My final question to the three leaders was to inquire how this conflict has tested their faith. It was at this point that Archbishop Nzapalainga turned to my colleague and me, to speak to us once again as fellow Christians:

“As you know, Jesus Christ … came to this earth to save humanity and that his life was not his own but he owed his life and his protection to his Father and because he knew … that he was under his Father, he was not afraid to do the mission that God had given him. And so when you have that sort of freedom, that sort of joy of being in communion with God, then you can work without this fear. And we as leaders, if we are following Christ and if we see that Christ gave up his own life to save his sheep, then I should not be afraid; I should give up my own life as well, and if I die, then my life will be like the life of Christ.”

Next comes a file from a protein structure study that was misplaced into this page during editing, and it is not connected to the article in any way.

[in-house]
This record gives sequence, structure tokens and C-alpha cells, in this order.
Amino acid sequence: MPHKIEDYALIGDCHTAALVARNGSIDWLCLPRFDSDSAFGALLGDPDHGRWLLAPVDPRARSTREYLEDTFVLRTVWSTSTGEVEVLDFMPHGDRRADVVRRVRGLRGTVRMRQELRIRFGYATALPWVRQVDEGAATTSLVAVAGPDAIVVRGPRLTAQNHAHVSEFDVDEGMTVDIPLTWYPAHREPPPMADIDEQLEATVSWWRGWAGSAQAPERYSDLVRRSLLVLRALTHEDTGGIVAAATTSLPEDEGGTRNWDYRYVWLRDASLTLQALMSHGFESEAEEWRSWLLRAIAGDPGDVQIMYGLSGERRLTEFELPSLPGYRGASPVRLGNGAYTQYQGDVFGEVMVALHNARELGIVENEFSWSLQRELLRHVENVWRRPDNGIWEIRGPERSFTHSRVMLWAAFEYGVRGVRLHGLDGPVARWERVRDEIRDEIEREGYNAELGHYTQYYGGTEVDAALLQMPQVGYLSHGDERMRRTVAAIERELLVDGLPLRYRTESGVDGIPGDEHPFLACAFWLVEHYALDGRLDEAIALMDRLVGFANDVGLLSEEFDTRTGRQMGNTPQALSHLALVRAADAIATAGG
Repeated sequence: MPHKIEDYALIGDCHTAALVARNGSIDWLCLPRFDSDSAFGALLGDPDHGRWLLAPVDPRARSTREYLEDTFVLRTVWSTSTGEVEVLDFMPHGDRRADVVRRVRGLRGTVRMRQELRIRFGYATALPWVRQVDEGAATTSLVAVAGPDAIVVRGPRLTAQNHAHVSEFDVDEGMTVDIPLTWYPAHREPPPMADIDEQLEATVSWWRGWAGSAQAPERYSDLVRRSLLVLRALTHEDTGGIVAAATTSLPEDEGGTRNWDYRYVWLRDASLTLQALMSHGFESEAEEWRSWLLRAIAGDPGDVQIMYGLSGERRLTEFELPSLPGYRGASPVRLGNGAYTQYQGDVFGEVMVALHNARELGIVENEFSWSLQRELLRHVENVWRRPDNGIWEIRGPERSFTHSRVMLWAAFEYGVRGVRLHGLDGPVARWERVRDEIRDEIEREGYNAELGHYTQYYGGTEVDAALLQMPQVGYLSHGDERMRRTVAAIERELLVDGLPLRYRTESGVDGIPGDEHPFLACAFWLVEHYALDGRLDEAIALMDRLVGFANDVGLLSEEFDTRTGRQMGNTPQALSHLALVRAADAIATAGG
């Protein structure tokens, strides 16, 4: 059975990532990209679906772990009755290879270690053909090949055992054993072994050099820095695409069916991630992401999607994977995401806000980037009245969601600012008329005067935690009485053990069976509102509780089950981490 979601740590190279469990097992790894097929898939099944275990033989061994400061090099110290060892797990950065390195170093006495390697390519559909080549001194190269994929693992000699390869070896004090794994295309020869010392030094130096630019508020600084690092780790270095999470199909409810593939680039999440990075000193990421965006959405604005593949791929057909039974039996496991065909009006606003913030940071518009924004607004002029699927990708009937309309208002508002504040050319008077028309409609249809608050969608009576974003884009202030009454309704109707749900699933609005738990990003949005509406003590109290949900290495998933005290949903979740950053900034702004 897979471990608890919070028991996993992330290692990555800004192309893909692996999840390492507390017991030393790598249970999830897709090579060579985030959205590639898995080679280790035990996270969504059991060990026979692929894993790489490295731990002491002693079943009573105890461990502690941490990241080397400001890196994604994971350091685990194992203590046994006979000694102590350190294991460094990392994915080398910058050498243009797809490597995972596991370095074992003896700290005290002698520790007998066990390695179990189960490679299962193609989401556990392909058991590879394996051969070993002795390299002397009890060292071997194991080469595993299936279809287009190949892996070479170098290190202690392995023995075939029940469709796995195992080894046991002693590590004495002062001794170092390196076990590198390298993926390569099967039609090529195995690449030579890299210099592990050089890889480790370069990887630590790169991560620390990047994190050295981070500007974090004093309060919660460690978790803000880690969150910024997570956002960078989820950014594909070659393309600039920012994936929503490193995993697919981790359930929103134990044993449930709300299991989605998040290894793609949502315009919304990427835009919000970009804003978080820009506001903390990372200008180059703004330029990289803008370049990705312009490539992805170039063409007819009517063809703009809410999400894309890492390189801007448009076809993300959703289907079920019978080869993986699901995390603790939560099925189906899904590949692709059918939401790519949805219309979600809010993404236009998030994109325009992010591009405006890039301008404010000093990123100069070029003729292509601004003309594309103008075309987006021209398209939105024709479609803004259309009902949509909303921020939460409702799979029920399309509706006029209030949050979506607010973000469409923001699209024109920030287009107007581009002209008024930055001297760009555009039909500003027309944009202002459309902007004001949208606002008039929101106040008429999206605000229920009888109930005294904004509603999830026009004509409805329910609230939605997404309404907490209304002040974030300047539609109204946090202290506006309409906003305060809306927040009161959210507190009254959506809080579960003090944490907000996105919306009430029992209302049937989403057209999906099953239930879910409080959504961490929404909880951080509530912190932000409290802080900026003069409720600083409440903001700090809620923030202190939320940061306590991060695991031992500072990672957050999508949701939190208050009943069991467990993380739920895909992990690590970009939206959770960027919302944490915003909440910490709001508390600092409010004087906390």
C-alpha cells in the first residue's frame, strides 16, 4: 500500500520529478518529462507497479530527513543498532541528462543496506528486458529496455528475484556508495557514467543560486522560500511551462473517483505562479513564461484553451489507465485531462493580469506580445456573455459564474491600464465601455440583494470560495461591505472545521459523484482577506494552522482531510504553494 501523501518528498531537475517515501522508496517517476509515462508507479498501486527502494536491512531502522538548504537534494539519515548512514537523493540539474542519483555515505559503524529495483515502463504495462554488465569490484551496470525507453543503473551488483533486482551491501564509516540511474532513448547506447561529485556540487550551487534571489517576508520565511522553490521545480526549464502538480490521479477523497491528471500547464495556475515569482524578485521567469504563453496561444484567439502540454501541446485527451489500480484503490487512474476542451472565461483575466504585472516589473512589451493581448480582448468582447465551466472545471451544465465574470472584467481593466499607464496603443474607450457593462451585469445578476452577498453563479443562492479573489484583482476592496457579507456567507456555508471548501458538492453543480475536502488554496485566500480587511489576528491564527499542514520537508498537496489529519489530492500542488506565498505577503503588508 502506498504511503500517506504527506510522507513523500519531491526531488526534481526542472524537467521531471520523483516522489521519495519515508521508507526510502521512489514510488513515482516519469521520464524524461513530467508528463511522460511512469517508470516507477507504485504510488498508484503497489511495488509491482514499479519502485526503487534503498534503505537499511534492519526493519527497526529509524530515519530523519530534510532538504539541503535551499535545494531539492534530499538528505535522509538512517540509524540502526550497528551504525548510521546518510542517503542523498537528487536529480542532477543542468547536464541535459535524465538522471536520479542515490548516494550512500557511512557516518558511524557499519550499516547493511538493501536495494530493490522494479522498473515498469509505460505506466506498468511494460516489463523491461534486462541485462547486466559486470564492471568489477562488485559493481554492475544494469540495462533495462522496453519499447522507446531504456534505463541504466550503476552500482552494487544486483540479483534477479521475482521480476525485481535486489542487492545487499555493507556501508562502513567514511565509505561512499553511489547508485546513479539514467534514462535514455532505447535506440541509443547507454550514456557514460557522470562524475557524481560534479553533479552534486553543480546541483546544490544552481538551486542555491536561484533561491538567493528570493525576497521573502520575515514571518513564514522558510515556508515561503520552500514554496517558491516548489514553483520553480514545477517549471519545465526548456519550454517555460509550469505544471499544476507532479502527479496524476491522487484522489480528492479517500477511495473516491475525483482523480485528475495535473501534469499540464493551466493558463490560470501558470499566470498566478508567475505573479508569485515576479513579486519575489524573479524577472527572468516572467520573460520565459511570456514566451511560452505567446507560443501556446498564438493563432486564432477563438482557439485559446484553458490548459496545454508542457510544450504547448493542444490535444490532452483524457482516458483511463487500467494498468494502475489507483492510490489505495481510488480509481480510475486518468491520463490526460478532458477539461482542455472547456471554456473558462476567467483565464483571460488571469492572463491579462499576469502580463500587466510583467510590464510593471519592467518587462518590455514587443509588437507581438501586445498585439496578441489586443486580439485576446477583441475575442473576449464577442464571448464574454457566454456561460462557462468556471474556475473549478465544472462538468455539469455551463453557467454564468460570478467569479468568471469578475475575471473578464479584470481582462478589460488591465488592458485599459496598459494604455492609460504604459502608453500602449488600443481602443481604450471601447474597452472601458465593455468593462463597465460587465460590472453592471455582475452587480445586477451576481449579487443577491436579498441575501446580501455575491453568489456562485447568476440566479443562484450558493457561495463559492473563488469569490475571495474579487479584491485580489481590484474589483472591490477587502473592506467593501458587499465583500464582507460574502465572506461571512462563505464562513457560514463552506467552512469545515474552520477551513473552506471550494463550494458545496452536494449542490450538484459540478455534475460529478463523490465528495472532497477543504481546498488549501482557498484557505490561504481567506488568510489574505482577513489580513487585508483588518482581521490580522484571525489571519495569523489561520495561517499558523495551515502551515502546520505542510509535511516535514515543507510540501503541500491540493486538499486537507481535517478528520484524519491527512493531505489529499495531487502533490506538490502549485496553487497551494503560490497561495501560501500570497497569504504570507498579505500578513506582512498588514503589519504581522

It is easy to look at countries in conflict like CAR and think about what we can do to help — and there is much to do. Central African Republic is in need of aid, security, economic development, and most certainly our prayers. But there is much that we can learn from these men and the way that religion is playing a role in healing their country. May God bless and protect the people of Central African Republic.

Juliet Vedral is Press Secretary for Sojourners.